By Genevieve Yates One reason why I chose to do medicine was that I didn’t always trust doctors – another being access to an endless supply of jelly beans. My mistrust stemmed from my family’s unfortunate collection of medical misadventures: Grandpa’s misdiagnosed and ultimately fatal cryptococcal meningitis, my brother’s missed L4/L5 fracture, Dad’s iatrogenic brachial plexus injury and the stuffing-up of my radius and ulna fractures, to name a few. I had this naïve idea that my becoming a doctor would allow me to be more in charge of the health of myself and my family. When I discovered that doctors were actively discouraged from treating themselves, their loved ones and their mothers-in-law, and that a medical degree did not come with a lifetime supply of free jelly beans, I felt cheated. I got over the jelly bean disappointment quickly – after all, the allure of artificially coloured and flavoured gelatinous sugar lumps was far less strong at age 25 than it was at age 5 – but the Medical Board’s position regarding self-treatment took a lot longer to swallow. Over the years I’ve come to understand why guidelines exist regarding treating oneself and one’s family, as well as close colleagues, staff and friends. Lack of objectivity is not the only problem. Often these types of consults occur in informal settings and do not involve adequate history taking, examination or note-making. They can start innocently enough but have the potential to run into serious ethical and legal minefields. I’ve come to realise that, like having an affair with your boss or lending your unreliable friend thousands of dollars to buy a car, treating family, friends and staff is a pitfall best avoided. Although we’ve all heard that “A physician who heals himself has an idiot for a doctor and a fool for a patient”, large numbers of us still self-treat. I recently conducted a self-care session with about thirty very experienced GP supervisors whose average age was around fifty. When asked for a show of hands as to how many had his/her own doctor, about half the group confidently raised their hands. I then asked these to lower their hands if their nominated doctor was a spouse, parent, practice partner or themselves. At least half the hands went down. When asked if they’d seek medical attention if they were significantly unwell, several of the remainder said, “I don’t get sick,” and one said, “Of course I’d see a doctor – I’d look in the mirror.” Us girls are a bit more likely to seek medical assistance than the blokes (after all, it is pretty difficult to do your own PAP smear – believe me, I’ve tried), but neither gender group can be held up as a shining example of responsible, compliant patients. It seems very much a case of “Do as I say, not do as I do”. I wonder how much of this is due to the rigorous “breed ’em tough” campaigns we’ve been endured from the earliest days of our medical careers. I recall when one of my fellow interns asked to finish her DEM shift twenty minutes early so that she could go to the doctor. Her supervising senior registrar refused her request and told her, “Routine appointments need to be made outside shift hours. If you are sick enough to be off work, you should be here as a patient.” My friend explained that this was neither routine, nor a life-threatening emergency, but that she thought she had a urinary tract infection. She was instructed to cancel her appointment, dipstick her own urine, take some antibiotics out of the DEM supply cupboard and get back to work. “You’re a doctor now; get your priorities right and start acting like one” was the parting message. Through my work in medical education, I’ve had the opportunity to talk to several groups of junior doctors about self-care issues and the reasons for imposing boundaries on whom they treat, hopefully encouraging to them to establish good habits while they are young and impressionable. I try to practise what I preach: I see my doctor semi-regularly and have a I’d-like-to-help-you-but-I’m-not-in-a-position-to-do-so mantra down pat. I’ve used this speech many times to my advantage, such as when I’ve been asked to look at great-aunt Betty’s ulcerated toe at the family Christmas get-together, and to write a medical certificate and antibiotic script for a whingey boyfriend with a man-cold. The message is usually understood but the reasons behind it aren’t always so. My niece once announced knowledgably, “Doctors don’t treat family because it’s too hard to make them pay the proper fee.” This young lady wants to be a doctor when she grows up, but must have different reasons than I did at her age. She doesn’t even like jelly beans! Genevieve Yates is an Australian GP, medical educator, medico-legal presenter and writer. You can read more of her work at http://genevieveyates.com/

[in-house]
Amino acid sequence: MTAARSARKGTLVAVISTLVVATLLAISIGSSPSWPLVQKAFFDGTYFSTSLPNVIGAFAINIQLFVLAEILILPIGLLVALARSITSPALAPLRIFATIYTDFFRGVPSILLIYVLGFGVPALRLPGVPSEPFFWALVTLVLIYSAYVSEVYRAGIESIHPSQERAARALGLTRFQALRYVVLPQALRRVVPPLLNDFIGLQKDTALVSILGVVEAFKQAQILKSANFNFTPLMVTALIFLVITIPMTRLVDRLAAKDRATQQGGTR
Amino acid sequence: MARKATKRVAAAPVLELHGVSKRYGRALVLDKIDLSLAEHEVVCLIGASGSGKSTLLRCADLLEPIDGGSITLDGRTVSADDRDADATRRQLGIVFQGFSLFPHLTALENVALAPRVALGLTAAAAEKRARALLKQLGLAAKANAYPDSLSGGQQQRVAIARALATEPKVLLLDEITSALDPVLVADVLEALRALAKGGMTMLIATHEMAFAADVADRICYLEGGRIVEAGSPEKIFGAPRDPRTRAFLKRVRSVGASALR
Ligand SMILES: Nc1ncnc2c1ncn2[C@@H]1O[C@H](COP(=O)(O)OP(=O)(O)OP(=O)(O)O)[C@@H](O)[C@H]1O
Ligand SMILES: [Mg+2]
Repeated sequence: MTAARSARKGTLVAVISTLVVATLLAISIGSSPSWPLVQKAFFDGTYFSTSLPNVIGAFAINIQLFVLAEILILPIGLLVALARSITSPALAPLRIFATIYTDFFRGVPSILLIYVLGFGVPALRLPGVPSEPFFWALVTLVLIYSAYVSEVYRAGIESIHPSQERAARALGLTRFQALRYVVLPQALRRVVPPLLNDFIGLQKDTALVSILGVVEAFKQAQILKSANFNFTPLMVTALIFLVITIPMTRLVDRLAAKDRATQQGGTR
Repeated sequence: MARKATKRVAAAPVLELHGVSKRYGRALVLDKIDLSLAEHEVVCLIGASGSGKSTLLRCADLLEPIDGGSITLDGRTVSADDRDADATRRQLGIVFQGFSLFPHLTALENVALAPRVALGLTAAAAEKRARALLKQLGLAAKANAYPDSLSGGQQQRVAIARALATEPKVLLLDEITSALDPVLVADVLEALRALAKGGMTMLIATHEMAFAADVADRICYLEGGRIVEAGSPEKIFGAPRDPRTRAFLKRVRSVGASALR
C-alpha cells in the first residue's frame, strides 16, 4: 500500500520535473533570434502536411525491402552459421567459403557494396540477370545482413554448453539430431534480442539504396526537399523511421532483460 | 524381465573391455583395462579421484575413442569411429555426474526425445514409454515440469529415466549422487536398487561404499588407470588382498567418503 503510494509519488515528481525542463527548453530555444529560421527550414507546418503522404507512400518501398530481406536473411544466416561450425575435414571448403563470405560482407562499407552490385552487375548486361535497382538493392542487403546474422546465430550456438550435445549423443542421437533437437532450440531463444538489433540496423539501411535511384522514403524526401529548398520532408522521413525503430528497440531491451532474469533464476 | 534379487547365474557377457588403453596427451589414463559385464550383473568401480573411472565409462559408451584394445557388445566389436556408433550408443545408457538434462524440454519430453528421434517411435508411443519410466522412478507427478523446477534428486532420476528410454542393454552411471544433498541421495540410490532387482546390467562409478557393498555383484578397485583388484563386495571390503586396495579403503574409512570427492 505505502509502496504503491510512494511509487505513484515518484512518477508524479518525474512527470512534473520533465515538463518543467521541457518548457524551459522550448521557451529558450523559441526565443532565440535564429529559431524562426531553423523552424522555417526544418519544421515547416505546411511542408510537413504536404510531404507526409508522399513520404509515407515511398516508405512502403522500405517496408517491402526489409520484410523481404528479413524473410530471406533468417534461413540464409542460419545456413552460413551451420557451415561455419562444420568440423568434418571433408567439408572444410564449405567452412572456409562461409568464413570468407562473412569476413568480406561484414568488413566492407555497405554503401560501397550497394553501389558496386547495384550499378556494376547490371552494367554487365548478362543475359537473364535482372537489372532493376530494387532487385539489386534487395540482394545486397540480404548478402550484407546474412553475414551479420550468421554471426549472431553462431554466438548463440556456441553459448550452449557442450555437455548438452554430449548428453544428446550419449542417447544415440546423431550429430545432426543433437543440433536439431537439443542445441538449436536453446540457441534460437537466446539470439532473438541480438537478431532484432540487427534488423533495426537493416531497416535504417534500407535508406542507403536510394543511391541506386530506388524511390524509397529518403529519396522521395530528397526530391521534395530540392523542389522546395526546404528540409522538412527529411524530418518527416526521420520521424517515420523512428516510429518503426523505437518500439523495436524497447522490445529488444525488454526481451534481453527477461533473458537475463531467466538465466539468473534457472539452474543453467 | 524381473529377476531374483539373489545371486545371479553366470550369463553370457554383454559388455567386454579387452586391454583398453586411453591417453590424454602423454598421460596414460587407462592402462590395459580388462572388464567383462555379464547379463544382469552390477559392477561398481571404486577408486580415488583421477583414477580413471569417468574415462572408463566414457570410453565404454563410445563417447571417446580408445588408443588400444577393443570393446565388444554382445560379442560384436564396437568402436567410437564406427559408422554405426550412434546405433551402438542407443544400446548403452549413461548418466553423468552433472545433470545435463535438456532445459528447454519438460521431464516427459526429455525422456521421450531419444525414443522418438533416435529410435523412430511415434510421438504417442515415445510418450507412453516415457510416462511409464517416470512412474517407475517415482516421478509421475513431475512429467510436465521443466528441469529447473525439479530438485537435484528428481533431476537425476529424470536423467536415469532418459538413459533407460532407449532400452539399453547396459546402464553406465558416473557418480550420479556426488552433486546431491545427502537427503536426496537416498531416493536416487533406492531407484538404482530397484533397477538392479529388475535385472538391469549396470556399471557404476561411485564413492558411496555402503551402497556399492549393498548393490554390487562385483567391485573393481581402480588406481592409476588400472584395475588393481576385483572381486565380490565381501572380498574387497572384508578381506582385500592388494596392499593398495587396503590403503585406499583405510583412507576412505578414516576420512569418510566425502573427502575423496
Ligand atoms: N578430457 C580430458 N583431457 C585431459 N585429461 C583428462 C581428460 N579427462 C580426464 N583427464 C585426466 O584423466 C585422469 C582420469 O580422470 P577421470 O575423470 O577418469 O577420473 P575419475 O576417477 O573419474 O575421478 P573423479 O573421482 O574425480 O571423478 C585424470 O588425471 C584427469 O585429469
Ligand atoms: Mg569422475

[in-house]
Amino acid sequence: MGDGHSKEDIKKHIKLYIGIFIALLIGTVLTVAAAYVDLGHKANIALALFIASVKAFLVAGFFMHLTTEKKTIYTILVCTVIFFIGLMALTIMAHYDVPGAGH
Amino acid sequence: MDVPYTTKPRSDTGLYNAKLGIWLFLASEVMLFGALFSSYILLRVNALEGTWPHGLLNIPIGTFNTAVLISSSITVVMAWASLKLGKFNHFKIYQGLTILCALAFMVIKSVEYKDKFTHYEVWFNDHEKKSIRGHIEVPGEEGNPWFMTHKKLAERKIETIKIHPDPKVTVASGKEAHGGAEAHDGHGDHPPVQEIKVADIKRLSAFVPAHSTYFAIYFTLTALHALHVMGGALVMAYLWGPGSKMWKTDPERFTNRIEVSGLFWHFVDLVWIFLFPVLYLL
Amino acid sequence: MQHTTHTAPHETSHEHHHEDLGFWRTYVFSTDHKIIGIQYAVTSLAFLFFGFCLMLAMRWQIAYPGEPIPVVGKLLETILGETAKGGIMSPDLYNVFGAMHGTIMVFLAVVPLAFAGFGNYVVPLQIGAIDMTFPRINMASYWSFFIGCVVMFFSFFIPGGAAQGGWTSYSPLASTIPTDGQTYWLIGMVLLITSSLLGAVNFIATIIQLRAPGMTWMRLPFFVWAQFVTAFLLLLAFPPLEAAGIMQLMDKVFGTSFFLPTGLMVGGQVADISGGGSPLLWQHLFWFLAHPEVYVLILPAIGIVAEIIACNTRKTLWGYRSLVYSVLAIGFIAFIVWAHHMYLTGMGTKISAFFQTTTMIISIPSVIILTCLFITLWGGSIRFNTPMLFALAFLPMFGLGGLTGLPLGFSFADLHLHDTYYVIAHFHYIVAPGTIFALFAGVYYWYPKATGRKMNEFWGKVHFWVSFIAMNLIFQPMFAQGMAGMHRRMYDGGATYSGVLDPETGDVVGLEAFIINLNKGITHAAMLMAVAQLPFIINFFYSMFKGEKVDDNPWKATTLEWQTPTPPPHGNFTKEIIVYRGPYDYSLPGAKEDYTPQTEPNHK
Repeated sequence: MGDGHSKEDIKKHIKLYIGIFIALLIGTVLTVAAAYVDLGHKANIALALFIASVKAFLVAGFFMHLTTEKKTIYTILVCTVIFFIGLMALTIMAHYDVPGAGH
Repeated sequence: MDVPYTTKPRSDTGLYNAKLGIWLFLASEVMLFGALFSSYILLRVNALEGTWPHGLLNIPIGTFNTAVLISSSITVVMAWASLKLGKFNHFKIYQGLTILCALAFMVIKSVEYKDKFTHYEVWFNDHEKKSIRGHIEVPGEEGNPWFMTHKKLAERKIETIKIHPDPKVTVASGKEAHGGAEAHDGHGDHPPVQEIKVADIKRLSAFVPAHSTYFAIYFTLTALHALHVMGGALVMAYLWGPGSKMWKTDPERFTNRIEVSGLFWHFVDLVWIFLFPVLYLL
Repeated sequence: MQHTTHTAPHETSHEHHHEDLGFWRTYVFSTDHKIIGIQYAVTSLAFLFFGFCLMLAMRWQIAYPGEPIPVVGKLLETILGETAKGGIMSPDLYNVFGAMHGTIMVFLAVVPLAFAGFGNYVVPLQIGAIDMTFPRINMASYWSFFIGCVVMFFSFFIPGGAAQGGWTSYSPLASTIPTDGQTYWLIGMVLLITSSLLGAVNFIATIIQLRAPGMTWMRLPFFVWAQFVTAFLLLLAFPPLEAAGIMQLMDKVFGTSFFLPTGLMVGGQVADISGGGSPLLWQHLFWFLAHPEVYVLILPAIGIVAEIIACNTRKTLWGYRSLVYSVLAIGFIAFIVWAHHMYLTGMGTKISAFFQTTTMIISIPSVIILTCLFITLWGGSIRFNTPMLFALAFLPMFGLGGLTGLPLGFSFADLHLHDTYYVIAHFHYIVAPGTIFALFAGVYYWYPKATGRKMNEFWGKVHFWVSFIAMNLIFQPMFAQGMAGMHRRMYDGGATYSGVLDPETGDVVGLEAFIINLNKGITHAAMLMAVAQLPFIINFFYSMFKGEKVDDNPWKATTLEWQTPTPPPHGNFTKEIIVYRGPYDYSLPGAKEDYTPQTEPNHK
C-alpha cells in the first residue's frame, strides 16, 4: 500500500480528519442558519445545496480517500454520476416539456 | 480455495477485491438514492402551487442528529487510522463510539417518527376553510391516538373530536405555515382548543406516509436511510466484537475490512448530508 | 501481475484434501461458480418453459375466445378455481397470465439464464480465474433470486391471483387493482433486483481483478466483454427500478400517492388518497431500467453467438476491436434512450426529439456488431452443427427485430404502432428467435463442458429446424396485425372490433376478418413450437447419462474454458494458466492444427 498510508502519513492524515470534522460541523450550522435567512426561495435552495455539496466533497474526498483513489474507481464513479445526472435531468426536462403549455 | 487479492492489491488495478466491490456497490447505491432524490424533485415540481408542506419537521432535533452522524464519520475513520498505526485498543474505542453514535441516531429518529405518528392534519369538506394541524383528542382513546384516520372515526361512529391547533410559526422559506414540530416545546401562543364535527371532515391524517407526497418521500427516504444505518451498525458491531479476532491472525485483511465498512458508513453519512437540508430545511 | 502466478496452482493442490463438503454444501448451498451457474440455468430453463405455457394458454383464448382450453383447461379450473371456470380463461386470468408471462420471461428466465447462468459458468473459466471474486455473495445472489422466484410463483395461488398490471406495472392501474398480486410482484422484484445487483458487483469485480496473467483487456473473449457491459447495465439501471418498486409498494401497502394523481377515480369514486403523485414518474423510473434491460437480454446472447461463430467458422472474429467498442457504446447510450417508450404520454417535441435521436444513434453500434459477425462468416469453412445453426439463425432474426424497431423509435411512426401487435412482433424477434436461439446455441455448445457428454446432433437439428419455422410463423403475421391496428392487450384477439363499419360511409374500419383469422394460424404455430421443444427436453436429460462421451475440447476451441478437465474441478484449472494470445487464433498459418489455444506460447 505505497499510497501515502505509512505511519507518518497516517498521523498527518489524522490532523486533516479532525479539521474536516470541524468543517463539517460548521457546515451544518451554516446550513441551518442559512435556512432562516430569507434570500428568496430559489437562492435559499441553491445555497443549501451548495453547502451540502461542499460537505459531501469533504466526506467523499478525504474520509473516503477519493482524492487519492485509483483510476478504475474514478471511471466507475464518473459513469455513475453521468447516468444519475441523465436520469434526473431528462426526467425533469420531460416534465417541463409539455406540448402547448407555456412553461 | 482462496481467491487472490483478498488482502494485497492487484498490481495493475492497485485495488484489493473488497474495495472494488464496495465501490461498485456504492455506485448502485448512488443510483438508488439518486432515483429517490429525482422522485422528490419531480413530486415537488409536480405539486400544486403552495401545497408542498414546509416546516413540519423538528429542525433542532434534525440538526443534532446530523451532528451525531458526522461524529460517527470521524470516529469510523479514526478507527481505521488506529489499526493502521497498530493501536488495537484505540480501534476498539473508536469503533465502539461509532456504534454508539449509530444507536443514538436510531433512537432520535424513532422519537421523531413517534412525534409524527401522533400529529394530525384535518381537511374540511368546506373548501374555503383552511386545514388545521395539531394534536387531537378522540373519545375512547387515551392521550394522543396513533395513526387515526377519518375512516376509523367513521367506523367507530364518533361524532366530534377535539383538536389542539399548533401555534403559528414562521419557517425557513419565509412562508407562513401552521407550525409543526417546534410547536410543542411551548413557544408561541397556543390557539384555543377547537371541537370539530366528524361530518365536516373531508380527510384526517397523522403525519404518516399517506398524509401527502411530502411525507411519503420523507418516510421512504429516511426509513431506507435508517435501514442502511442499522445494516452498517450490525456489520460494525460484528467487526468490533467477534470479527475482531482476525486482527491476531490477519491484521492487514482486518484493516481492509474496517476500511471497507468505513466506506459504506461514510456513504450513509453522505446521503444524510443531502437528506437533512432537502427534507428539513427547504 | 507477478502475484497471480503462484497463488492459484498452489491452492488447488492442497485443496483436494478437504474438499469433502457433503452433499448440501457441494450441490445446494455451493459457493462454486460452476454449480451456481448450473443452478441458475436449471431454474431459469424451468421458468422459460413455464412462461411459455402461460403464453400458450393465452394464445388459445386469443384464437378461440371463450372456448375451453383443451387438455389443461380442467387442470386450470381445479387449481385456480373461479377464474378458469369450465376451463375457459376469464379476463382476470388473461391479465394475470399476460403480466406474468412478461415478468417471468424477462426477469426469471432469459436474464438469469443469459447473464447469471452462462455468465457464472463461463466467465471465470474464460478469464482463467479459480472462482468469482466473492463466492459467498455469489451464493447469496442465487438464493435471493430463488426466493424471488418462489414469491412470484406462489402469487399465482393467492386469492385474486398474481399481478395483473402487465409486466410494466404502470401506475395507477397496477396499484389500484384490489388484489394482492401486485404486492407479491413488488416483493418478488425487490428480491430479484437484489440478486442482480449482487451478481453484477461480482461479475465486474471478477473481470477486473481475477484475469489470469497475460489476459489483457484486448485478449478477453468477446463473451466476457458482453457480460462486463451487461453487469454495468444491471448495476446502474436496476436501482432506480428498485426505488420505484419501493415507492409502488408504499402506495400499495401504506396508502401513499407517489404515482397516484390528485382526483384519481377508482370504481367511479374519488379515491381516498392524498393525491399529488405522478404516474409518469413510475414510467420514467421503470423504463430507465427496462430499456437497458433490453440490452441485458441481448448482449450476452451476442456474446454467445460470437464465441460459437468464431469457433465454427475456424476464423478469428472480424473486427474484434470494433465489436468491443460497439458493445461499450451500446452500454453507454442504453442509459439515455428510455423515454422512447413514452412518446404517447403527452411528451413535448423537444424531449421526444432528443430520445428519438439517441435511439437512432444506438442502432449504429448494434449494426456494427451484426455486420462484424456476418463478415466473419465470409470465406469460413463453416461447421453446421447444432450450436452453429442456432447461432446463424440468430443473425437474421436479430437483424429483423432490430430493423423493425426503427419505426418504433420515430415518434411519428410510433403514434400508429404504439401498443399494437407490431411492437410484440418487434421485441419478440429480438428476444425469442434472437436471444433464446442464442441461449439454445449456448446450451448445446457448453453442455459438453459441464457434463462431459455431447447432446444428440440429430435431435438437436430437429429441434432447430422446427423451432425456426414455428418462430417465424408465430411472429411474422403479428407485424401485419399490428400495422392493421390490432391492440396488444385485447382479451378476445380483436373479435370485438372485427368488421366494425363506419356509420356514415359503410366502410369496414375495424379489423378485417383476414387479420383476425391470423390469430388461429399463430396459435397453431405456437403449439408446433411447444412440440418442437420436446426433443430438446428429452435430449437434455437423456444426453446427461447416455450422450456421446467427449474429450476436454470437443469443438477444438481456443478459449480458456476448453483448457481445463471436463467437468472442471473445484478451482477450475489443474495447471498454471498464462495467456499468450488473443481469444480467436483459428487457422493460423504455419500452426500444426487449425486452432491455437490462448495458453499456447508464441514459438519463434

Dr Genevieve Yates